• Slice up fresh fruit and add to yogurt, oatmeal, or cereal.
  • Keep a bowel of fresh fruit out and readily accessible for a quick and easy snack!
  • Add fruit to a salad! Strawberries, apples, and pears are quite delicious toppings on salads.

 

Water.

Drink it. Enough said.

No, but seriously water is vital to survival. It is a physiological need.

  • Hydration, hydration, hydration. It has even been said that hydration directly affects one’s energy levels. H2O also increased physical performance by- you guessed it- keeping you hydrated.
  • Keeps you regular! Because honestly, no one enjoys being constipated.
  • Healthy skin and a clear complexion.
  • Helps prevent hangovers- oh, come one we’ve all been there before.

It is hard to drink water all day, I know. This is why it is important to be creative with the way you drink water!

  • Add fresh fruit and/or mint to your water.
  • Drink sparkling water.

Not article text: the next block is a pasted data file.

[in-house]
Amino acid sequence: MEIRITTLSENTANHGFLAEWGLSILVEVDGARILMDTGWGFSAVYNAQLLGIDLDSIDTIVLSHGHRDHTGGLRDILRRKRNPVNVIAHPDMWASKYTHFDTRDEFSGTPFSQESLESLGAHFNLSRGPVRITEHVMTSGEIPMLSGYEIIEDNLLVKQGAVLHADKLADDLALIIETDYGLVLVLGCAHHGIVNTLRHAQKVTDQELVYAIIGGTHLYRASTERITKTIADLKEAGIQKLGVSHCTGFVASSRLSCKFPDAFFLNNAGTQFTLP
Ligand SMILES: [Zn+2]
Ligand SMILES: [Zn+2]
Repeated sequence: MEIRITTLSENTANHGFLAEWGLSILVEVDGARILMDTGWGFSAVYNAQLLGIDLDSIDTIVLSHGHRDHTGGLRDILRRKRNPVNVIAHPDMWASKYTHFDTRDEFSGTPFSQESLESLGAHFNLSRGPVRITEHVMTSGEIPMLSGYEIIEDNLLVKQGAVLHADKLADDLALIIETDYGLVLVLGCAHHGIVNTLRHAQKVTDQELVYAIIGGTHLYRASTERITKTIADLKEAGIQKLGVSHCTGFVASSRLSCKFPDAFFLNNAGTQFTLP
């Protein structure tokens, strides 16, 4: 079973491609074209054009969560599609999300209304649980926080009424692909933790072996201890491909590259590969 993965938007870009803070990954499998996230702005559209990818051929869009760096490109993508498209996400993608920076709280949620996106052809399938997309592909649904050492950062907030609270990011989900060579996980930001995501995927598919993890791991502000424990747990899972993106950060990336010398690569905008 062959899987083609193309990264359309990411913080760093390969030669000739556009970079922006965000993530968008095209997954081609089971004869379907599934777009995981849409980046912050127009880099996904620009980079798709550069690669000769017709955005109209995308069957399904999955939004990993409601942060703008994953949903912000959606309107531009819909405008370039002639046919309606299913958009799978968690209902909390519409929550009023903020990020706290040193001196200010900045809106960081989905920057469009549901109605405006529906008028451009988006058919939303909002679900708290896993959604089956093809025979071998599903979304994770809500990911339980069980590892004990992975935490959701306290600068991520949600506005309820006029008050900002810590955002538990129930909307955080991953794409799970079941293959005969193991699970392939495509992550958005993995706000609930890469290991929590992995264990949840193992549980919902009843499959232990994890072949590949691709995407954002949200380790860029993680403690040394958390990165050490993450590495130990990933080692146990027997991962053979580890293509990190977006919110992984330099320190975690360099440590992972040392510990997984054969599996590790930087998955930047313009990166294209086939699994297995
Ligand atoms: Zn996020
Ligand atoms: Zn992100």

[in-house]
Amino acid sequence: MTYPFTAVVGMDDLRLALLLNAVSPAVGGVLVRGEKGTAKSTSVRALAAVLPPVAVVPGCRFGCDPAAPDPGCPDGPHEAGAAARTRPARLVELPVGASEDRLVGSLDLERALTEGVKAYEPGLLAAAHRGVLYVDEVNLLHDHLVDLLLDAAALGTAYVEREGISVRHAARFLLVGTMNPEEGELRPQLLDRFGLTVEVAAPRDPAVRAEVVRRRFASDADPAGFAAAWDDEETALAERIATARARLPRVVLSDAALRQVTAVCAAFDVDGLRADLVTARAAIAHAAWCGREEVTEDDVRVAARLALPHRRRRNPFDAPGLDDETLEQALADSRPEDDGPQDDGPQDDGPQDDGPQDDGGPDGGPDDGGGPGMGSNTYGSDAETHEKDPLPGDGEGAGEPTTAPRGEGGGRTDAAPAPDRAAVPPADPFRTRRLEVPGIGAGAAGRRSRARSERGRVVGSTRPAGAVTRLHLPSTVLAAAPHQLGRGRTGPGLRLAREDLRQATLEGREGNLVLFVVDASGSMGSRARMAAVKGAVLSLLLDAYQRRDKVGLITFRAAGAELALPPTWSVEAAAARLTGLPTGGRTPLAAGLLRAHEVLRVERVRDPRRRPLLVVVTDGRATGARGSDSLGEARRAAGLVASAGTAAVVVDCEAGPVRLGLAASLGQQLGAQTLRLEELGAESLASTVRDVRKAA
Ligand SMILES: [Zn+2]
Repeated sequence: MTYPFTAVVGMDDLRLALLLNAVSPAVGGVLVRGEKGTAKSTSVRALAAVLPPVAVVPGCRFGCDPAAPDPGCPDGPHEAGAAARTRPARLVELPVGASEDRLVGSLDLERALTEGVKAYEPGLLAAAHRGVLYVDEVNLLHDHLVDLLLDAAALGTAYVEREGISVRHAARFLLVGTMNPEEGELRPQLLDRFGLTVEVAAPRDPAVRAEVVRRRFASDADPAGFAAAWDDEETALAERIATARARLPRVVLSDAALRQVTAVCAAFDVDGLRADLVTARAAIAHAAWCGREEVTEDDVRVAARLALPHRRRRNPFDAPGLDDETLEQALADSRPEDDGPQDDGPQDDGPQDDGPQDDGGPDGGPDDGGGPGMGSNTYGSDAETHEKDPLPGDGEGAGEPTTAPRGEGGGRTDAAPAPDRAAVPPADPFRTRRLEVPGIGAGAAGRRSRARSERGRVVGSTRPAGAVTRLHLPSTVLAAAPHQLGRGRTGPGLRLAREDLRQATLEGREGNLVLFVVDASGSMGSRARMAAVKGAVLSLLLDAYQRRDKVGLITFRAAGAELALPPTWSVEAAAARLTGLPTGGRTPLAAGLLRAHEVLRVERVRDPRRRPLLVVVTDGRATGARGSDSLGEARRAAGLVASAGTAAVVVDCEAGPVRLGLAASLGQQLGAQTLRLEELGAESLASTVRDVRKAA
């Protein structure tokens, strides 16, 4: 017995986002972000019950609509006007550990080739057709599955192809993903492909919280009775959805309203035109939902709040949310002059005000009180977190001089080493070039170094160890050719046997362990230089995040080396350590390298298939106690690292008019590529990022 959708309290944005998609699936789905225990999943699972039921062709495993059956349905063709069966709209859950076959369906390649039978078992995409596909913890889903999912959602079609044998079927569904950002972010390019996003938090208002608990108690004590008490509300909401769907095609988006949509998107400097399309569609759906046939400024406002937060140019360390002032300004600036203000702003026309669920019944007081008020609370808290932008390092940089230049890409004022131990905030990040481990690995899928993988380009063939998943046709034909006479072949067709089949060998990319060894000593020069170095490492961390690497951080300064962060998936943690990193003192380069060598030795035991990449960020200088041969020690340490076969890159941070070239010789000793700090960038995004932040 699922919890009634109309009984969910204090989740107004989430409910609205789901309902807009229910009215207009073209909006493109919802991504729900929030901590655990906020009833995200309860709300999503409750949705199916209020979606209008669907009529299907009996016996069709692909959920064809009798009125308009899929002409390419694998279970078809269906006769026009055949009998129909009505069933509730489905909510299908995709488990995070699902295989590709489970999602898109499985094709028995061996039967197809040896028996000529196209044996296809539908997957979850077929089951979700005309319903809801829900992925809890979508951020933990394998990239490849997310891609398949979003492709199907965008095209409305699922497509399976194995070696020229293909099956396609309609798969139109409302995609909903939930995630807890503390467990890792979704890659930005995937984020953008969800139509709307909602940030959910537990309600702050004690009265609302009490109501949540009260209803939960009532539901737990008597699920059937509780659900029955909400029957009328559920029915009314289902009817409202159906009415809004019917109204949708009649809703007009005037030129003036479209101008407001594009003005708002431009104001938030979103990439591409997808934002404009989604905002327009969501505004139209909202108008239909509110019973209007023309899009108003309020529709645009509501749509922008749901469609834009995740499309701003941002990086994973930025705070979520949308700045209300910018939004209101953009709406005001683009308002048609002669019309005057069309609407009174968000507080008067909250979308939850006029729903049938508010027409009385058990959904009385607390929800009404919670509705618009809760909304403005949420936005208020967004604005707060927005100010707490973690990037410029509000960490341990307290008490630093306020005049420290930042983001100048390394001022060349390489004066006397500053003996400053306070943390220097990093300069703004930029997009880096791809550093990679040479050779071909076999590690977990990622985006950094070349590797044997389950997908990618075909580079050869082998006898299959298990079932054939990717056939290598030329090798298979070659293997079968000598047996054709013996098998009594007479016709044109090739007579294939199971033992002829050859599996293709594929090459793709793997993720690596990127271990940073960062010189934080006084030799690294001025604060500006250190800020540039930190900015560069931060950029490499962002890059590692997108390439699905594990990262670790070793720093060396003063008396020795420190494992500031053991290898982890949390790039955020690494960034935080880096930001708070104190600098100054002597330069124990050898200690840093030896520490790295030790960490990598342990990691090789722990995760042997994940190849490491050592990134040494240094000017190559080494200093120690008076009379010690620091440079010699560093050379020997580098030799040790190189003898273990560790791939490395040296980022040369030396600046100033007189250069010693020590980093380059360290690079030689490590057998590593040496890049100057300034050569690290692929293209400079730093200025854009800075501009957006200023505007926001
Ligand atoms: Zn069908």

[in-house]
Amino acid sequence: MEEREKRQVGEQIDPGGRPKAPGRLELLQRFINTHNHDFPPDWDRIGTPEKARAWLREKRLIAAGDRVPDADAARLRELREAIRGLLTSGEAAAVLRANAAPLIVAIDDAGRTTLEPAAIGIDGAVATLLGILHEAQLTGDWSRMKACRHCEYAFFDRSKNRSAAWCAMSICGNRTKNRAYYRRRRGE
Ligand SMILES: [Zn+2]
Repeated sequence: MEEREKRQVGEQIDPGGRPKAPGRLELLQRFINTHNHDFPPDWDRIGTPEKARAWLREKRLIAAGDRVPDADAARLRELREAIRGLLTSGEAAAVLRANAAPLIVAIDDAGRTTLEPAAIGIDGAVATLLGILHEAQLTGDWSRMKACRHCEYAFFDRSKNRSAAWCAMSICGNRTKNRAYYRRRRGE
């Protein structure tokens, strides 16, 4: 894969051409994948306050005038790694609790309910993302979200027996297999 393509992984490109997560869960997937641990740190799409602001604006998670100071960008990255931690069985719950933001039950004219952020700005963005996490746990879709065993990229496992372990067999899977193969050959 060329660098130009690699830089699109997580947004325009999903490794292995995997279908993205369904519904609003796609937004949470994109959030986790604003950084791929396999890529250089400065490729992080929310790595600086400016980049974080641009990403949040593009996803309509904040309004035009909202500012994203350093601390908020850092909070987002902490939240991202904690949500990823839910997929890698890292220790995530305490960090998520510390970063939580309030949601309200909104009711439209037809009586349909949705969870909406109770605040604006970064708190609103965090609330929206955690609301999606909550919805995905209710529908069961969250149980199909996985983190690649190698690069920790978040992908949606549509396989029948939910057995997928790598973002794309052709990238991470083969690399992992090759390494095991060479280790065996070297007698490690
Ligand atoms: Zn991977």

• La Croix, Perrier, etc.
  • Add a drop of Mio to your water.

Choose water over sugary drinks such as soda, energy drinks, juices, and sports drinks. Your body will thank you! Not only will you forgo the empty calories and added sugars, you can save your carbs for food that will actually fill you up.

Make water a staple of your meals and snacks. Water helps to make you feel full and satisfied, this can help you with over eating.

 

Protein.

  • Eat lean meats! Such as chicken breast, turkey breast, seafood, and leaner cuts of meat that is labeled 90% lean or higher.
  • Seafood is full of protein, minerals, and omega-3 fatty acids.
    • Some of my favorites:  shrimp, salmon, Chilean sea bass, and Ahi tuna.
  • Bake or grill your meat instead of frying it.
  • Protein powders are a great way to meet your protein goals!
    • Recommendations:  Ump Cookies & Cream, Isopure protein, & Quest protein powder.